Businesses looking to make an impact can look at two key areas: stabilisation and conservation. Climate stabilisation includes adopting sustainable practices, such as transitioning to renewable energy sources and implementing energy-efficient technologies. This helps combat climate change by reducing greenhouse gas emissions and promoting carbon neutrality. With governmental bodies around the world pledging to net zero emission goals, working towards carbon neutrality should be at the top of every business’s agenda—especially as in the not-so-distant future, it looks likely that we can expect to see a lot of red tape and possible fines for companies that don’t meet certain targets. 

Conservation can encompass both biodiversity and resources and biodiversity conservation includes sustainable land and resource management practices. This could be in the form of safeguarding ecosystems and ensuring the long-term viability of various species or by preserving biodiversity which also supports critical ecosystem services, such as pollination, water filtration, and climate regulation.

So, how can businesses even get involved in something as complex as biodiversity? Well, it may be more simple than you think! When looking at sustainability it’s not about suddenly having a drastic overhaul of ALL the things—this isn’t feasible nor cost-effective and can increase stress and pressure on teams. It’s all about incorporating sustainable practices into your day-to-day life. This can look different for everyone. For some it may be committing to using sustainable supply chains, for others it may be actively participating in habitat restoration initiatives (such as supporting reforestation projects, wetland restoration, or the establishment of protected areas). 

Whereas for resource conservation (which refers to sustainable resource management practices) you’ll want to focus on the things which can benefit circular economy models. Think along the lines of reducing waste generation, minimising resource depletion and promoting the efficient use of materials. 

Easy ways to get involved in this include reducing energy and water consumption through employee education and smart appliances, optimising lighting systems (with energy-efficient bulbs or motion sensors), ensuring appropriate building insulation, implementing waste management programmes, encouraging recycling, composting organic waste (such as uneaten food), and discouraging single-use plastics, and carbon reporting, to name just a few!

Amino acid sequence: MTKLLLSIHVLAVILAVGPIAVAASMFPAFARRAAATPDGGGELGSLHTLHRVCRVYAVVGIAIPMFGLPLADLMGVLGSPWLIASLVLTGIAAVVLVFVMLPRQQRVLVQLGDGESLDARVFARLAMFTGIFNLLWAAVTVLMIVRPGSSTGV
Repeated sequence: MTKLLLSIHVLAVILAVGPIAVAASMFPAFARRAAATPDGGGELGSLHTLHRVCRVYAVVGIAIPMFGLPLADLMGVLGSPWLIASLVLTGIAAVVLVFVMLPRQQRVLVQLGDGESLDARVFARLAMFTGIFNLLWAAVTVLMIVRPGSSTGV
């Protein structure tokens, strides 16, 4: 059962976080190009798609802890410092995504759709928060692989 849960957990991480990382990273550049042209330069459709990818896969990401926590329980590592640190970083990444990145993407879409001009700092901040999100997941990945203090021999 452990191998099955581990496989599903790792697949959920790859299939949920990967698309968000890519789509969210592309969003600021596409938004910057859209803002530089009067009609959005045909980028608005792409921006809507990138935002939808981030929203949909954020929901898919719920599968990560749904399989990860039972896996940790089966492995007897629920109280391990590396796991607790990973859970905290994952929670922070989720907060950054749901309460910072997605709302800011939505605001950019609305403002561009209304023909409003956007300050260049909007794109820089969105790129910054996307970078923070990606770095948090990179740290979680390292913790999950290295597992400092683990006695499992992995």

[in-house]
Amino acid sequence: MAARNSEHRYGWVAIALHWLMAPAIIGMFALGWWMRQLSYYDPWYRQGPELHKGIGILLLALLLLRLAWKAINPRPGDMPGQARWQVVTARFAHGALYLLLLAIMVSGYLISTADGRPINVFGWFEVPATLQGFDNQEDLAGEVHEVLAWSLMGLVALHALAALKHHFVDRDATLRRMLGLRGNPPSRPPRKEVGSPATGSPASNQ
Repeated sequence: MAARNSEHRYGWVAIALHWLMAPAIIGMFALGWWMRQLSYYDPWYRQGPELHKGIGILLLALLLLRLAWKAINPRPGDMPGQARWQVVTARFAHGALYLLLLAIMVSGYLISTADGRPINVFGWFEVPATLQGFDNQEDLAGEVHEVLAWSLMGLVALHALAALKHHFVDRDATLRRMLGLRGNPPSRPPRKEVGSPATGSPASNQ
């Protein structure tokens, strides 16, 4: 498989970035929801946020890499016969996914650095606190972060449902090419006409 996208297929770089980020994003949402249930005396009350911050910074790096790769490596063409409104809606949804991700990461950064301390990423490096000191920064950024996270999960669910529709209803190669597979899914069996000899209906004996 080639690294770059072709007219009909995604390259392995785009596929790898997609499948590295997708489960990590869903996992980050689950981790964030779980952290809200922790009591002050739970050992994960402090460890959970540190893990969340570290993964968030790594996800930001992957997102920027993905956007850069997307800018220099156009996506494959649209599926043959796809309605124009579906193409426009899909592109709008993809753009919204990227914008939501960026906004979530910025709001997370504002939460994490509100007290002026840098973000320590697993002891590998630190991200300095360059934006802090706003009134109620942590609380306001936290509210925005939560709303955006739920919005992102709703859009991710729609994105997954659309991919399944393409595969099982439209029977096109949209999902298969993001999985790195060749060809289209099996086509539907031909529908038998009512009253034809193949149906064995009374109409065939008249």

The key to making sustainability changes is to open up the dialogue about what can be done and to collaborate with organisations that can help you along the way.

How can sustainability benefit profits?

Many are under the assumption that incorporating sustainable initiatives into business increases cost and lowers ROI—but that assumption is wrong. Sustainability isn’t a financial burden—it can be a financial benefit, helping to drive profitability and create long-term economic advantages. Here’s how:

Cost savings

While the start-up costs for new technology and replacing old systems can seem daunting at first, the savings over time work more than make up for it. Sustainable practices often lead to reduced operational costs through energy and resource efficiency, waste reduction, and optimised supply chain management. These cost savings contribute directly to a company’s bottom line.

Market opportunities

Consumers are more eco-conscious than ever before and many are aligning their purchasing behaviours with their values. This leads to an increase in demand for sustainable products and services—not just in terms of materials, but in those that are giving back. (Think community initiatives, food being donated to food banks etc). Businesses that position sustainability as a forefront priority rather than an afterthought, can tap into new markets, attract environmentally conscious customers, and differentiate themselves from competitors whilst doing so.

Brand reputation and employee engagement

Embracing sustainability enhances brand reputation and fosters customer loyalty. Additionally, it attracts and retains top talent by demonstrating a commitment to social and environmental responsibility, leading to improved employee satisfaction and productivity.

Overall, sustainability doesn’t just benefit people, planet, profit—it helps to leave a lasting legacy.

As you can see, sustainable practices extend beyond just the environmental aspects we have become so familiar with. They encompass many facets of both a business and society as a whole. From the well-being of people (including both employees and the wider local community) to the preservation of our planet, the generation of profits and the savings that can be made, it’s no wonder that more and more businesses are finally coming around to adapting their way of thinking.

Embracing sustainable practices not only ensures a healthier and more equitable future for all but also creates long-term economic prosperity and by recognising the synergy between the three P’s of the triple bottom line model, businesses can unlock their full potential to create a lasting legacy.